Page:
In the layout room, nobody can hear you scream


Backdrop lights


In several areas around the layout, I have photo-realistic backdrop flats, made from pictures of real industries around Kansas City, taken by my buddy, Steve. They add a great sense of realism to my industrial areas.

I recently added LED lights to the flats in St. Charles, simulating the security lighting that you would see in any industrial or urban area. Using very small. pre-wired LED, and adding magnet wire to the leads, a small hole was drilled into the backdrop. The LEDs were secured with a drop of CA glue, and the leads snaked down to below the layout. As per my usual lighting method (described on other blog entries), I made a bus for the wires and powered them with my 12 volt supply.

The effect is quite nice, and make the flats seem less 2-dimensional.

Adding lights at Rhineland and New Franklin

I dimmed the air conditioning light a bit and added a security light to the maintenance building on the right.

I also added lights to the Duetz Allis farm implement dealer at New Frankln. These are the smaller warm white LED with 2.2K of resistance (12 volt power supply). I really like the look of these lights, and may go back and dim some of the other lights I've recently installed.

Let there be (LED) light!

The last few days have been busy with some final projects before I start cleaning the layout in preparation for the N-scale Convention tours and operating sessions.

I wanted to add some lighting the ACF Car Repair buildings at East St. Charles.

The lights turned out great and I wanted to share my method for installing the LEDs. It's not rocket science, but you may find a tip or two here.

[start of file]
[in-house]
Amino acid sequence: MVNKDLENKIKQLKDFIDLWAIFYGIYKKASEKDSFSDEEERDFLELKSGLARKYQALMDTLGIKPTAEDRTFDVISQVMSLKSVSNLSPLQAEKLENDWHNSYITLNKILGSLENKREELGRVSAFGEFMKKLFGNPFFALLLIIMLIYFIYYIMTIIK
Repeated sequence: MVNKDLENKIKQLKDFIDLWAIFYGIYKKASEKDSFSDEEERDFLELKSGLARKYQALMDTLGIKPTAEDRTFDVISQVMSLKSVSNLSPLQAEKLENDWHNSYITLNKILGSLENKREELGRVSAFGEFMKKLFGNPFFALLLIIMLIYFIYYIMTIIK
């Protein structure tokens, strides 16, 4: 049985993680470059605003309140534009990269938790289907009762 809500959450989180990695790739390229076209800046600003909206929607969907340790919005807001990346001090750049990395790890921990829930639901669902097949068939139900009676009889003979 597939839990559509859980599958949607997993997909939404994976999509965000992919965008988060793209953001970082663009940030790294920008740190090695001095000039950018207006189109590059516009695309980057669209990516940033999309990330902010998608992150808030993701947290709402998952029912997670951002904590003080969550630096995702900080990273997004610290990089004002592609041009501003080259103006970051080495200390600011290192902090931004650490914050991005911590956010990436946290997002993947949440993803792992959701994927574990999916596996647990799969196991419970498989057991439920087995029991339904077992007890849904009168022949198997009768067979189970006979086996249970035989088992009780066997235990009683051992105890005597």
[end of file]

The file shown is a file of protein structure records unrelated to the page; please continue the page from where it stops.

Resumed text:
1 - install LEDs
Step 1 - buy the pre-wired LEDs off eBay (free shipping from China!) and install in the buildings. I just drill a small hole at the location, thread the wires in and secure in place with a tiny dab of super glue. A quick shot of CA accelerator, and the LED is secure.

2 - prepare copper strips
Step 2 - I make an electrical bus with copper strips that are used for stained glass windows. It has an adhesive backing and takes solder REALLY well. I also use wiring connector plugs (from eBay) that allow me to building these things at the work bench, then plug them into a 12 volt supply from under the layout. Both the positive bus and the ground bus are tinned where I will land the resistors and the wires.

3 - install resistors
Step 3 - I trim the leads from the resistors and solder into place. The resistor leads going to the bus don't need to be tinned, but I tin the free ends, because it makes the next step a LOT easier. The resistors values have been selected to provide good intensity with a 12 volt supply.

4 - land wires
Step 4 - I then tin the wires from the LEDs, being mindful of which wire is the positive (these are light emitting diodes, right, so polarity is important). I land the wires. At the positive bus, the wires attach very easily and quickly. For the resistor side, I use the "Kasper paralllel soldering method", where the two wires are tinned, held parallel, heated simultaneously, then held precisely in place while the solder cools. This technique requires a steady hand, and tinning the wires beforehand is crucial. I'm getting better at it.

Elite Operator™ tip! It doesn't matter if the resistors go before the LEDs or after the LEDs in the circuit. Just sayin'.

5 - test
Step 5 - Test the wiring (I have a battery pack with a connecting plug to help with this step.

6 - voila
VOILA! Yummy lighting goodness! I think lighting really adds to the scene. These LEDs are cool white - they also sell a "warm white" version that I like a bit better. I may warm these LEDs up a bit with a dab of Tamiya clear tinted paint.